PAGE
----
By Kathy Chouteau
East Richmond Heights neighbors participated in a “Black Lives Matter Arlington Driveway Rally” along Arlington Boulevard on Sunday.
The grassroots effort was organized by three sisters—Allison Prine of East Richmond Heights, Candace Shankel of El Cerrito and Erin Shankel of Oakland. In the wake of the George Floyd killing in Minneapolis, it called for residents along the neighborhood’s main thoroughfare, Arlington Blvd., to rise up in peaceful protest and in solidarity with the Black Lives Matter movement.
“We live up on the hill with a view of the City of Richmond,” said Prine. “With everything going on in the world, we have been spending some time this past week thinking about the privilege that comes from living up on the hill and the privilege that many are exercising in choosing to stay home from protests due to fear of COVID-19, fear of violence and caregiving duties for young children and vulnerable family members.”
“We came up with the idea for a call to action to our neighbors, something more than just lawn signs and performative ally-ship, where we could not only engage with our neighbors, but [also] ask them to take a more active role in supporting the Black Lives Matter movement,” she added.
The driveway rally saw numerous families along Arlington Blvd. Sunday afternoon take to their front lawns and driveways and wave signs with messages such as “Black Lives Matter,” “No Justice, No Peace,” and “Rise Up.” Along the stretch of Arlington Blvd. between Barrett Ave. and Solano Ave., approximately 15 different groups of protesters could be seen in front of their homes for the two hour duration of the rally.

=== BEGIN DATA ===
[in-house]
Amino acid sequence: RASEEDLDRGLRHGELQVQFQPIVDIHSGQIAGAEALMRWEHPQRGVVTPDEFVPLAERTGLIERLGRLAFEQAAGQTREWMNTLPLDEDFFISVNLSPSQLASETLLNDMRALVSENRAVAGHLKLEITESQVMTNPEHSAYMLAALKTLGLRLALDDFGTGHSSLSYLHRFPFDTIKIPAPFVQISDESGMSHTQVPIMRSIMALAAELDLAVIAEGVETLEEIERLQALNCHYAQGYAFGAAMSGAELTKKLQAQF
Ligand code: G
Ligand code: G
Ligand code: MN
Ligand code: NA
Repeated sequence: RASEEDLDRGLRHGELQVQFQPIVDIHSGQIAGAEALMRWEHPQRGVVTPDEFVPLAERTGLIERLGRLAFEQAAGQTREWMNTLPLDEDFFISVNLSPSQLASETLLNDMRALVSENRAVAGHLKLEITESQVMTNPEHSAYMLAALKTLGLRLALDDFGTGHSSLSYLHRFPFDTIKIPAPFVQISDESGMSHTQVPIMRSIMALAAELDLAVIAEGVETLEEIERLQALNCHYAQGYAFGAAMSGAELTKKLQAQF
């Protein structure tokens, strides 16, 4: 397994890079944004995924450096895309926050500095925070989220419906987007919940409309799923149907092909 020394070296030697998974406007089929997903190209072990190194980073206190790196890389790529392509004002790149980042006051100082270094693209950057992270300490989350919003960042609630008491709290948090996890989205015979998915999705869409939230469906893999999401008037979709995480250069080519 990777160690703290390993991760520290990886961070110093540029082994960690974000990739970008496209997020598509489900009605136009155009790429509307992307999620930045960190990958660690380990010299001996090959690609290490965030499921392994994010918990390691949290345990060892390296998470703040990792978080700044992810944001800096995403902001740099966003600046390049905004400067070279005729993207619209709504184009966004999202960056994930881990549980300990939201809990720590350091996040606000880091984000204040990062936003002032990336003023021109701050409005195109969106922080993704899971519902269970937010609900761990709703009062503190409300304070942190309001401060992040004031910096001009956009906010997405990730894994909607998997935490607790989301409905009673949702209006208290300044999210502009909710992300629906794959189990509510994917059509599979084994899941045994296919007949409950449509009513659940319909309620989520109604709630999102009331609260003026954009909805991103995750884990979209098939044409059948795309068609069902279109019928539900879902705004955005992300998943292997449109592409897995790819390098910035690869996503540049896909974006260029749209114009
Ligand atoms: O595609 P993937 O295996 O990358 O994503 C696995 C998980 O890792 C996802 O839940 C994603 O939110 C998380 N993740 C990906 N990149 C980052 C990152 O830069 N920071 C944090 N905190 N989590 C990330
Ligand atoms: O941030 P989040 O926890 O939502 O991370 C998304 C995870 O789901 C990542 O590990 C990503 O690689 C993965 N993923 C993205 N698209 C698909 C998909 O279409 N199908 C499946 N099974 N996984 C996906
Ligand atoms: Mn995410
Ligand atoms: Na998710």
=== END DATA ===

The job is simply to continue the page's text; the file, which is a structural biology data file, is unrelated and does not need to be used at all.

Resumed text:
All the while, cars drove by the strong display of support for the black community—many with their own signs—and honked enthusiastically in support of the effort. One man could be seen biking his way up the boulevard with a “Black Lives Matter” sign attached to the back of his bike. Adding to the mix was an intermittent procession of people holding protest signs, walking up and down the sidewalks and into the street.
Organizers’ hope to see the impact of Sunday’s peaceful protest resonate well beyond Arlington Blvd.’s front lawns and driveways.
“This is a call to action to engage with our neighbors and communities, to hold white and non-black [people of color] accountable for taking action, to donate to black run businesses and organizations, to sign petitions, to advocate for black lives on a personal, community and federal level, to read and educate ourselves and those around us, to commit to this work knowing that the fight does not end until all black lives are treated with dignity and respect,” said Prine.
Anyone interested in following the lead of the three sisters can find a guide on their social media account regarding how people can echo this effort in their own communities. Visit Facebook.com/BLMDRIVEWAYRALLY and @BLMDRIVEWAYRALLY on Instagram.
Check out these photos of Sunday’s Black Lives Matter Arlington Driveway Rally in East Richmond Heights.